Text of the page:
Subsequently, on March 14, 2005, Tri-Western filed a proposed mine plan of operations with BLM, which was revised on April 6, 2005 and August 22, 2005. The proposed plan and revisions thereto were submitted to BLM in order to obtain a lease or permit from BLM for conducting mining operations on federal land. The second revision thereto, entitled "REVISED MINE PLAN OF OPERATIONS AND RECLAMATION PLAN FOR U.S. BUREAU OF LAND MANAGEMENT AND KERN COUNTY, CA ..." was filed in response to comments received from BLM and County and clearly specified that the mining plan covered a total of 40 acres on BLM land. It also referred to the filing of a SMARA plan with County. The proposed plan (as revised) was presented by Tri-Western "on the Kern County SMARA form" in order to represent both "a Plan of Operations ... for the BLM and a Reclamation Plan for Kern County, California under [SMARA]."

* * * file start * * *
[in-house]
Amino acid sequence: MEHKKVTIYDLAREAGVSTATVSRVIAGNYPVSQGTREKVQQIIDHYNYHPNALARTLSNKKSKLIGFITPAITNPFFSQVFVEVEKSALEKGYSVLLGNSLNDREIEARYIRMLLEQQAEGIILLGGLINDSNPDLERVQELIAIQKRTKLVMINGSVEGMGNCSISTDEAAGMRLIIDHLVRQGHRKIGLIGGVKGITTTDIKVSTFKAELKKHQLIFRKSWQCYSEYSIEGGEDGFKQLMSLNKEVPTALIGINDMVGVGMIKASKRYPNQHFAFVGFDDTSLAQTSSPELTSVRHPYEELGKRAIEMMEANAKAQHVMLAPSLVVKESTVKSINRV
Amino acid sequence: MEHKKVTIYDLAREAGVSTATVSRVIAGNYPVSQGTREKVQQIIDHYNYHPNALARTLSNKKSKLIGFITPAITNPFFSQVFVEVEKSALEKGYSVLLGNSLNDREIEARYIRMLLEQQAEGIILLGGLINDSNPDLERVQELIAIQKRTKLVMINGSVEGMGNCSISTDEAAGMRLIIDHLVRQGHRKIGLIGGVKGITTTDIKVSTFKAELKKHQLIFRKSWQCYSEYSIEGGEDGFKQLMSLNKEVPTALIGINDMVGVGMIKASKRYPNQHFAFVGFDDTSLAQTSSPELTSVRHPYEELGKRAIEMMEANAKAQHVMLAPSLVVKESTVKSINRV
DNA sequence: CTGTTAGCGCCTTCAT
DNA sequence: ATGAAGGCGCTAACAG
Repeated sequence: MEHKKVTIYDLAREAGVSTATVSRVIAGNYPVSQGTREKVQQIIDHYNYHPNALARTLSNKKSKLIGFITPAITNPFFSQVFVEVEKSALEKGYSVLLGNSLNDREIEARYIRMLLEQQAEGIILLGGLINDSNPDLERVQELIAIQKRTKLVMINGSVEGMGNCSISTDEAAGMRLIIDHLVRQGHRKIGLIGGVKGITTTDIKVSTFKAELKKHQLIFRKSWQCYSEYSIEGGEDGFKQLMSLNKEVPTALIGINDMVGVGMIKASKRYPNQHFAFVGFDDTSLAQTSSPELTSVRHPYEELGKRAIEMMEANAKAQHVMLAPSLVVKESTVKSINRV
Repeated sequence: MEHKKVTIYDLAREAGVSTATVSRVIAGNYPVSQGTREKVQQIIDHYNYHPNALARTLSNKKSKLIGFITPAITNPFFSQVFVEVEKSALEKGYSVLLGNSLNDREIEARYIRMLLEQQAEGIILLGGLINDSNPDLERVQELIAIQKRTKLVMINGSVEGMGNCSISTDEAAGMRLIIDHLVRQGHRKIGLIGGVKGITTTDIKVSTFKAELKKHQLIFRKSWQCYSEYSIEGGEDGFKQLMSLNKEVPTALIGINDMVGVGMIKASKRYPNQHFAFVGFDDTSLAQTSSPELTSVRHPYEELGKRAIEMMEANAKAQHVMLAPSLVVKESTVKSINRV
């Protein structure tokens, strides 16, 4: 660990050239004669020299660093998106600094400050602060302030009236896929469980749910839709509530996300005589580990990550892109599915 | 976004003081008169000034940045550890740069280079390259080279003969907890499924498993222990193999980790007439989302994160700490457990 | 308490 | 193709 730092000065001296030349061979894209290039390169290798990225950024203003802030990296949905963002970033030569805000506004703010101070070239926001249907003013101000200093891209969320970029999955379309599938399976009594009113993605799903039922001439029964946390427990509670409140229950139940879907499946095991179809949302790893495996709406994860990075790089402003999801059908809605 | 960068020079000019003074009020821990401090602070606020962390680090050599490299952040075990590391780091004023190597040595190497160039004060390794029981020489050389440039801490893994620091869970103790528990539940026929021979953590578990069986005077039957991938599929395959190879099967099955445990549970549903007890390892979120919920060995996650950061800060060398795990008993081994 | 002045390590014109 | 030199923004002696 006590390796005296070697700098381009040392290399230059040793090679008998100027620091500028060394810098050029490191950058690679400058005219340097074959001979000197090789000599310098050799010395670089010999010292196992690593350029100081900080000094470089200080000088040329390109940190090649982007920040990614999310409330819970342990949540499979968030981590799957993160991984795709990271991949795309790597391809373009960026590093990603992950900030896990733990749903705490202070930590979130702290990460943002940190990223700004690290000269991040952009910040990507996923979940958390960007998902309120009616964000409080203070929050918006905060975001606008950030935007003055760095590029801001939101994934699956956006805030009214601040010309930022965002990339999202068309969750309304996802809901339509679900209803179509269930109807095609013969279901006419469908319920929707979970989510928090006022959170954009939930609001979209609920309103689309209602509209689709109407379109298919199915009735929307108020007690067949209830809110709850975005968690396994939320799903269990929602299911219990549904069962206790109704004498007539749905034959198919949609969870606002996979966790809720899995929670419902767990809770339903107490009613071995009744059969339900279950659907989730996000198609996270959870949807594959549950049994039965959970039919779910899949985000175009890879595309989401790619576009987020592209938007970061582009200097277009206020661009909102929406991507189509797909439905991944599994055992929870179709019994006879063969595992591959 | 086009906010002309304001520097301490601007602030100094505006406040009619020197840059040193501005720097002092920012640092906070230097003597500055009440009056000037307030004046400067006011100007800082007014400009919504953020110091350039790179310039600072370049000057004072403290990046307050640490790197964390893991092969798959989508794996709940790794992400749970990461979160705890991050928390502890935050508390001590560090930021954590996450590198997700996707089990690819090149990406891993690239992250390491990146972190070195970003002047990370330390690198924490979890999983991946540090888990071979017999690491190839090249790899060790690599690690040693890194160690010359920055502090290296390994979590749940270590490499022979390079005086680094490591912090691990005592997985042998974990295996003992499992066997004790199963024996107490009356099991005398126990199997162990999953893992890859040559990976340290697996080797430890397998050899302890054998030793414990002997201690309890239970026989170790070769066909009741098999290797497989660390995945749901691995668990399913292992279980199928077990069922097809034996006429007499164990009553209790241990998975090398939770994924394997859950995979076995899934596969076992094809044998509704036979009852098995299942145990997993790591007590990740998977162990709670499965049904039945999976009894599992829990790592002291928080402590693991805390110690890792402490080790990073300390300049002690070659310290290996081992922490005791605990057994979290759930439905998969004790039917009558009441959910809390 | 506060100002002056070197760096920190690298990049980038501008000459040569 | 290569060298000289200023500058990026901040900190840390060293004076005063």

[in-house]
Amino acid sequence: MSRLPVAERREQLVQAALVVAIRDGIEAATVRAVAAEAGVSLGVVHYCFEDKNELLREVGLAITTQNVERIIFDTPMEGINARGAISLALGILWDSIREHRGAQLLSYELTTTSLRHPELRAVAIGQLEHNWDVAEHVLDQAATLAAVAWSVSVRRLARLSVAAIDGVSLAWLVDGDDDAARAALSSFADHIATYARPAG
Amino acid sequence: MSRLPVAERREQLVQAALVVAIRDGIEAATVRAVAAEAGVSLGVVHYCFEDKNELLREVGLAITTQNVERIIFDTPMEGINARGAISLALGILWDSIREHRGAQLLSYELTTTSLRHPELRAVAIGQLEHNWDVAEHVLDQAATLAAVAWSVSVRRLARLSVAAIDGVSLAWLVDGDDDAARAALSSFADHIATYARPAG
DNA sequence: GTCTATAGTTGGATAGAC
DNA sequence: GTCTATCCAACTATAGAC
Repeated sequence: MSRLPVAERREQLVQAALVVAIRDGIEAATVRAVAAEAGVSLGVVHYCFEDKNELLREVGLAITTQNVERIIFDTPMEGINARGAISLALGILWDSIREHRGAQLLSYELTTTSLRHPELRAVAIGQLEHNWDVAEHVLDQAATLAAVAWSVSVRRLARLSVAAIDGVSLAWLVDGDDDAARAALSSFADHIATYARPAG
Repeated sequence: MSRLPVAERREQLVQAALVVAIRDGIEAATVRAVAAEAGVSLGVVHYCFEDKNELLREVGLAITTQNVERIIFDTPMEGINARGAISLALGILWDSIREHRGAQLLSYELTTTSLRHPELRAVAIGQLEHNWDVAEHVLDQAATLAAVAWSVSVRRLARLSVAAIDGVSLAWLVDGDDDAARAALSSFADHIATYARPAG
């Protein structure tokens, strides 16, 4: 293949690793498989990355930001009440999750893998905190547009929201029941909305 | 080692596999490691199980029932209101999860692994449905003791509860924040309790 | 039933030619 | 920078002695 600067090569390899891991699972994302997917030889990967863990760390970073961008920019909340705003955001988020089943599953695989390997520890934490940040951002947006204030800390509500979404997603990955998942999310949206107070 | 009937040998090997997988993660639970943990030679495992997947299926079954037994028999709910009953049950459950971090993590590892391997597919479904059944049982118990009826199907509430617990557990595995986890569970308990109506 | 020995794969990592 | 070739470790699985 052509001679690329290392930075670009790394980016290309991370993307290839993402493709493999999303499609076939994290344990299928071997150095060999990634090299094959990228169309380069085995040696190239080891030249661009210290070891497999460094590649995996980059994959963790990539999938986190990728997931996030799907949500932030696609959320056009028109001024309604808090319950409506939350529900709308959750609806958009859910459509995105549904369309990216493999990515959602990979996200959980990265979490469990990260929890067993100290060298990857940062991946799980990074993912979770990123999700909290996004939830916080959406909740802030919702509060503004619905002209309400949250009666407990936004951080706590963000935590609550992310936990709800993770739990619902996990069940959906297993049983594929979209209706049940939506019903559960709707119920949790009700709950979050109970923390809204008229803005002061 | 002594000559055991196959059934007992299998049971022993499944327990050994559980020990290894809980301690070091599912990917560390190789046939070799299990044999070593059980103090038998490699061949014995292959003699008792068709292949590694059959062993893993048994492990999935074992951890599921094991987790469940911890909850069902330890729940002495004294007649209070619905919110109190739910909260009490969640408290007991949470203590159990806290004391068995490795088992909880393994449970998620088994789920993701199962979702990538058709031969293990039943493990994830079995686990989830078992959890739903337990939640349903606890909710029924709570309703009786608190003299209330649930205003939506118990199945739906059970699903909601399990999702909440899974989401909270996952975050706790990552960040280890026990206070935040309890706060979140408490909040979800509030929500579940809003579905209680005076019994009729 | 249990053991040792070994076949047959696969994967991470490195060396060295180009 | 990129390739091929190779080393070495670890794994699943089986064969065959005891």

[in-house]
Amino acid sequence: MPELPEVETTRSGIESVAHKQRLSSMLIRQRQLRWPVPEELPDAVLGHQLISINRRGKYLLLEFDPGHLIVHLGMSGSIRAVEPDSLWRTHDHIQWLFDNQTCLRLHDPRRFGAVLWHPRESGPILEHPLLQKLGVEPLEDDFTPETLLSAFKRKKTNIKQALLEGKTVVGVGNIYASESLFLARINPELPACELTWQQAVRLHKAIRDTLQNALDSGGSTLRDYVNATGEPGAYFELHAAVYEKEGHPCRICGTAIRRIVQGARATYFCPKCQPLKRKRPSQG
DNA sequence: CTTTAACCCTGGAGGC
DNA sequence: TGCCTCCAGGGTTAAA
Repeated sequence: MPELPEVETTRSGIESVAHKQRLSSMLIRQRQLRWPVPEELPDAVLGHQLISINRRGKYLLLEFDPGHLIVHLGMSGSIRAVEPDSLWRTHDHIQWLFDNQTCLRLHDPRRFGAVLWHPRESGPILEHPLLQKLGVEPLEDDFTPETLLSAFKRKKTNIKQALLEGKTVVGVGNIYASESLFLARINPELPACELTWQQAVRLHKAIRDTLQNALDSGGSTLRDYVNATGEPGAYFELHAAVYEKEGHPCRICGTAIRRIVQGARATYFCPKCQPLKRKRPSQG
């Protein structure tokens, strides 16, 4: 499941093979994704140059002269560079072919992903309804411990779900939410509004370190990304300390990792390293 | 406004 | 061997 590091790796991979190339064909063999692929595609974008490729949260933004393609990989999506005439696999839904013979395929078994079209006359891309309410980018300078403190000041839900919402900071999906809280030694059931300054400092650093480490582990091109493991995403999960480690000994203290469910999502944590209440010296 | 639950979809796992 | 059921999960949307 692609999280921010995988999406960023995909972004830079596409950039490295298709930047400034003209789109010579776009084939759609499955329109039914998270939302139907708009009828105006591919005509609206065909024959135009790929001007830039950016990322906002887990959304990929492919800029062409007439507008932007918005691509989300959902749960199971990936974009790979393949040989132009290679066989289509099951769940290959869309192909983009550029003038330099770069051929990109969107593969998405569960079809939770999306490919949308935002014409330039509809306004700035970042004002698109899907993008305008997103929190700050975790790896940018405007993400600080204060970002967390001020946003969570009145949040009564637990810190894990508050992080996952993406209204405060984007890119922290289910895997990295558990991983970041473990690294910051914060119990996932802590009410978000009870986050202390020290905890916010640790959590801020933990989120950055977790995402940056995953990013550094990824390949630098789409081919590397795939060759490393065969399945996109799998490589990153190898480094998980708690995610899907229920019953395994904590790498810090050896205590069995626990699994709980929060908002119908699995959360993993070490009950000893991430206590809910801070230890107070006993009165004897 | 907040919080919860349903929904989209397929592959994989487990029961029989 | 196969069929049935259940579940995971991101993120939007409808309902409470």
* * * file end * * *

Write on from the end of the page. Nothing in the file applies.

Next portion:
The same mining and reclamation plans were proposed or submitted to County. Tri-Western submitted an "APPLICATION FOR SURFACE MINING PERMIT AND/OR RECLAMATION PLAN" to County's planning commission, which application included both the mining plan and the reclamation plan. The application was dated "August 2005," but apparently the completed application was not filed with County until October 17, 2005. The application's description of the planned mining and reclamation activities duplicated what was set forth in the documents presented to BLM. That is, the project would entail surface mining of calcite marble on the 40-acre parcel of federal land over a 30-year period, followed by implementation and/or completion of the reclamation plan. Mine production would be approximately 250,000 cubic yards of calcite marble annually. Daily mine operations would involve initial crushing and screening of calcite ore on-site, then loading the material into 25-ton trucks for transport to an undisclosed off-site location for further processing, with average daily truck trips estimated at 40 per day.